Fox Lake has chance at Lake Michigan water
FOX LAKE – The faucets of Fox Lake residents still might drip Lake Michigan water after a vote last week left Wauconda out of the running, thus creating a spot for a new buyer of water services by the Central Lake County Joint Action Water Agency.
Darrell Blenniss, executive director of CLCJAWA, said the group ended the relationship with Wauconda because Mayor Frank Bart asked for more time to research another option for the village to secure Lake Michigan water with the Northwest Water Commission.
On Sept. 25, CLCJAWA voted, 8-1, against that wait and two days later presented Bart with the decision.
“They needed more time to evaluate for more options, but we need to keep moving forward,” Blenniss said.
He added that in the next few weeks the water group will be contacting both Fox Lake and Antioch officials to find out whether they’re still interested in working with the agency and whether they meet the financial criteria, such as being able to pay connection fees.
Both villages were once considered to be out in earlier talks because they “weren’t a geographical fit,” for the 22-mile pipe in central Lake County, Blenniss said. But after last week’s decision, “We’ll discuss with the two whether they’re in a position to be ready.”
Wauconda residents in 2012 approved a $50 million referendum to bring Lake Michigan water to the town, and officials had been working with CLCJAWA to make that happen.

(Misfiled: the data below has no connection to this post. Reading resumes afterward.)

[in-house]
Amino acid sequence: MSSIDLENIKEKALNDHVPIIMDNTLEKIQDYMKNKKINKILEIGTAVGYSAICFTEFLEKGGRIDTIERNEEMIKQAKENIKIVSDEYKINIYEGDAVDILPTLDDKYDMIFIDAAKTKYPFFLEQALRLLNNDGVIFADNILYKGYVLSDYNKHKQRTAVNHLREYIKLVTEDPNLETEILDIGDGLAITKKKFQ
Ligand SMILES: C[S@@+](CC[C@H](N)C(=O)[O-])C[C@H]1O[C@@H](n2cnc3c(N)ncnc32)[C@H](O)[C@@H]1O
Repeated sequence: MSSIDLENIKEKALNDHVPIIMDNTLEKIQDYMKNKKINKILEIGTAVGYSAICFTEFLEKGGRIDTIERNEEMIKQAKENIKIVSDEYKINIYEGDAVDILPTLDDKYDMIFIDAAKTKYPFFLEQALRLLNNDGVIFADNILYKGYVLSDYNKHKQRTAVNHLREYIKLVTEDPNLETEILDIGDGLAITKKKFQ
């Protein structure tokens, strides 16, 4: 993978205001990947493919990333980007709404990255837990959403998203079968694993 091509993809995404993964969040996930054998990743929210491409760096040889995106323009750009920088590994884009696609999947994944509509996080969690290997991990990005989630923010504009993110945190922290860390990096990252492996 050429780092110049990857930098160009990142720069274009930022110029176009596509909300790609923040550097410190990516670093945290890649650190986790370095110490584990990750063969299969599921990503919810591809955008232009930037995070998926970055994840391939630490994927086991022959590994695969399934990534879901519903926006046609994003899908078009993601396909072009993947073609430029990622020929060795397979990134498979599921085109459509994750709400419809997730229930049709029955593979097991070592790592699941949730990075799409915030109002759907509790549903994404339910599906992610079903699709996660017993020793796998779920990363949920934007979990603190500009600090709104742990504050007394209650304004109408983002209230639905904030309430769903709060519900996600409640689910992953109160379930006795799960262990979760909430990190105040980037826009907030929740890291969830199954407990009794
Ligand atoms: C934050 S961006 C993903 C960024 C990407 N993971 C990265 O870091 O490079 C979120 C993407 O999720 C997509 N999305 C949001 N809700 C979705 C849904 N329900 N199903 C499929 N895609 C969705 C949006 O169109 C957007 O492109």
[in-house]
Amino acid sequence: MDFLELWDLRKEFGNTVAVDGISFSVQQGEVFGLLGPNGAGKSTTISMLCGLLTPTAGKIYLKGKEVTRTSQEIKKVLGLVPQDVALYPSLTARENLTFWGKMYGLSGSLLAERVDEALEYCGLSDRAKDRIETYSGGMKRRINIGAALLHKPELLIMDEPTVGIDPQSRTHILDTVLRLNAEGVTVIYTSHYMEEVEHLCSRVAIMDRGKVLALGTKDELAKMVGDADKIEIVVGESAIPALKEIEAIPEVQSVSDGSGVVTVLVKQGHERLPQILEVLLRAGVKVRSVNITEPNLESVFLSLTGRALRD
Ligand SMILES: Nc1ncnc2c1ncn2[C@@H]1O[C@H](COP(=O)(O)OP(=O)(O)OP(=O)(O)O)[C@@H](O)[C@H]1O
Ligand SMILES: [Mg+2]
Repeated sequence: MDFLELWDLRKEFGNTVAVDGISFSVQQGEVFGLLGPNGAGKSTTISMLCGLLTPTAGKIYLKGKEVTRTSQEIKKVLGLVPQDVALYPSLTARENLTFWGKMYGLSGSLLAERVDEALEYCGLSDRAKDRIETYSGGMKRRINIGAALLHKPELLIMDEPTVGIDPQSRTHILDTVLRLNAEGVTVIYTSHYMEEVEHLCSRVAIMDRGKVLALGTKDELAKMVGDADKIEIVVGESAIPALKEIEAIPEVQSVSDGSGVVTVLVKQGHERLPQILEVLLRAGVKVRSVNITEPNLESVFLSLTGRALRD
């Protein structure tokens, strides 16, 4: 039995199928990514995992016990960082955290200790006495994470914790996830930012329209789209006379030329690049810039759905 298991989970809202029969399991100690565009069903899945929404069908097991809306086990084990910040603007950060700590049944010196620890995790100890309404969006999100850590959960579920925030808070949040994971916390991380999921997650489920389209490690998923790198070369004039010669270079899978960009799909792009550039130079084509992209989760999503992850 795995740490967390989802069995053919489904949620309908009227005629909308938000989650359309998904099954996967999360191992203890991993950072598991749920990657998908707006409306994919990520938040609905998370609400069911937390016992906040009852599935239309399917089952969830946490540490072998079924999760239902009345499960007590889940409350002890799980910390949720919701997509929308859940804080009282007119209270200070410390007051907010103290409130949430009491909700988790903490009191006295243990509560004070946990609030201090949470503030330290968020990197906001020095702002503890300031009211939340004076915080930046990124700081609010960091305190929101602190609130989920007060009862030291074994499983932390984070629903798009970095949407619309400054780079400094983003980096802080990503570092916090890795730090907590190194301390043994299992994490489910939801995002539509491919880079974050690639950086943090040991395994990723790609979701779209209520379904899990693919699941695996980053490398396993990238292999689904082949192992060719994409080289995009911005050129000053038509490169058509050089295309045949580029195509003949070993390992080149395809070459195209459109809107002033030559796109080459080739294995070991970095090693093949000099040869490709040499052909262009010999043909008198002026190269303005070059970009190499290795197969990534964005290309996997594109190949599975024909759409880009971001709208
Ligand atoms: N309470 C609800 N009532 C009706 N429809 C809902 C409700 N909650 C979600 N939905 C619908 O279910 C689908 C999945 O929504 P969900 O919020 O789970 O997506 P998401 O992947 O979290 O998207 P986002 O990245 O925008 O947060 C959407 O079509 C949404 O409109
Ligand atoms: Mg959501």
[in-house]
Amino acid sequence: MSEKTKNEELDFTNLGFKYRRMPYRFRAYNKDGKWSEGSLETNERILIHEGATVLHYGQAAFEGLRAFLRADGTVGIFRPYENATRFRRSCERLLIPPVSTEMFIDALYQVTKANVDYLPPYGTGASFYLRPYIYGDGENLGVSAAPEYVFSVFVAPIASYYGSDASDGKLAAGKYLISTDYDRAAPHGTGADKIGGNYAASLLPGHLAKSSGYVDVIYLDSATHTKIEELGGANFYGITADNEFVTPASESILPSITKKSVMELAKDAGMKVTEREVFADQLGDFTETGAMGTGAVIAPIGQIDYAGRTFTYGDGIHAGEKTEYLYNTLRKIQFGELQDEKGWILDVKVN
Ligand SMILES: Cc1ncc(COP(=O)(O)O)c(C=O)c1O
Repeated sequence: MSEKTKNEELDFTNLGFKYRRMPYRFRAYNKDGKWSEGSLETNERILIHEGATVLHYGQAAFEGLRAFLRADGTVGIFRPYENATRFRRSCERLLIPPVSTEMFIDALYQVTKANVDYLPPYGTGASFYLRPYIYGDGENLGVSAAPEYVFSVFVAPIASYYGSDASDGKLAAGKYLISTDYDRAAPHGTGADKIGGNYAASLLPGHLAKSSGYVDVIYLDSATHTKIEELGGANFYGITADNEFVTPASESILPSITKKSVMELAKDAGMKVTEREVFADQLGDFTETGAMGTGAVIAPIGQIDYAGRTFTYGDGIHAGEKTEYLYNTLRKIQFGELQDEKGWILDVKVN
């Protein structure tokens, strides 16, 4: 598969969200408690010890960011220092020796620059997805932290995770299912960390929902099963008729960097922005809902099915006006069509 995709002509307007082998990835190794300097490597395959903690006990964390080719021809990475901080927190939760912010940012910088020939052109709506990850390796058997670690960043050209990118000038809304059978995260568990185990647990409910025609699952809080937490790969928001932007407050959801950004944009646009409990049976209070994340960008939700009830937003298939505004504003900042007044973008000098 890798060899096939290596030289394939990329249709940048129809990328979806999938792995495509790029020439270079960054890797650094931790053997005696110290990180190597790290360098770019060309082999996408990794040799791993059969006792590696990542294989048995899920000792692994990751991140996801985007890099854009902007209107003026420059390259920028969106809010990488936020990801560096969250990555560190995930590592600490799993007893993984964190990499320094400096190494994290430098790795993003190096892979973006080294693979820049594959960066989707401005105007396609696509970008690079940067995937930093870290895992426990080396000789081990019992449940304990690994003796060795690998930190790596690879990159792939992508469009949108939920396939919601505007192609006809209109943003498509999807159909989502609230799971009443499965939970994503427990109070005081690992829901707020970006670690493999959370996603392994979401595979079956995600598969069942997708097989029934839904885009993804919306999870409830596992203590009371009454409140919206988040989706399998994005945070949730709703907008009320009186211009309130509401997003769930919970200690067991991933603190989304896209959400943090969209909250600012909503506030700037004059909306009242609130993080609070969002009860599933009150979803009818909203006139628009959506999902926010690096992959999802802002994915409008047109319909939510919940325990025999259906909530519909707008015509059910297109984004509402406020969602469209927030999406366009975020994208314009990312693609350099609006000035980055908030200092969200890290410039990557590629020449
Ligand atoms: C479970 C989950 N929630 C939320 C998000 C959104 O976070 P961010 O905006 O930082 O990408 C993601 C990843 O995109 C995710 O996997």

Residents and trustees attended a full-house village board meeting Oct. 1 to complain about what they thought was their mayor’s fault for being kicked out of CLCJAWA.
Fox Lake Mayor Donny Schmit said he’s waiting for a call from CLCJAWA and that he’s “somewhat hoping” for that spot as a buyer. “Everyone is probably sitting back and seeing what the strategies will be. We were left out in the cold before, but now with Wauconda out, one of us is probably back in,” Schmit said, referring to Antioch, which also could be in the running.
If Fox Lake gets the chance to use Lake Michigan water, a referendum will have to be held in the village, Schmit said.
Demands for water usage in the village are already high and continue to grow each year, he said. The sand and gravel from one of the shallow wells makes the aquifer vulnerable to contamination, he said.
Schmit added that upgrades to the village’s antiquated water infrastructure were mandated by the EPA. Pipes that were put in during the 1920s and 1930s in the south end of the village need to be replaced.
Schmit said if CLCJAWA invites them to be a part of the group, those upgrades would have had to be made anyway. If not, “We’ll just continue with the shallow wells and try to replenish the aquifers,” Schmit said.
Either way, Fox Lake has raised its water rates effective Oct. 1, which will pay for the infrastructure work. “With three teenagers at home, I’m going to be one of the ones that feels it the most,” Schmit said.
For Antioch Village Administrator James Keim, the news came at a time when the village’s water supply is in good condition, he said.
“But could that change in the future? Certainly,” Keim said.
“We’re looking at every option and we’ll wait and see what happens with [CLCJAWA],” Keim said.
The massive increase of a new water rate, if the village goes to Lake Michigan water, he said, is something the board will not take lightly.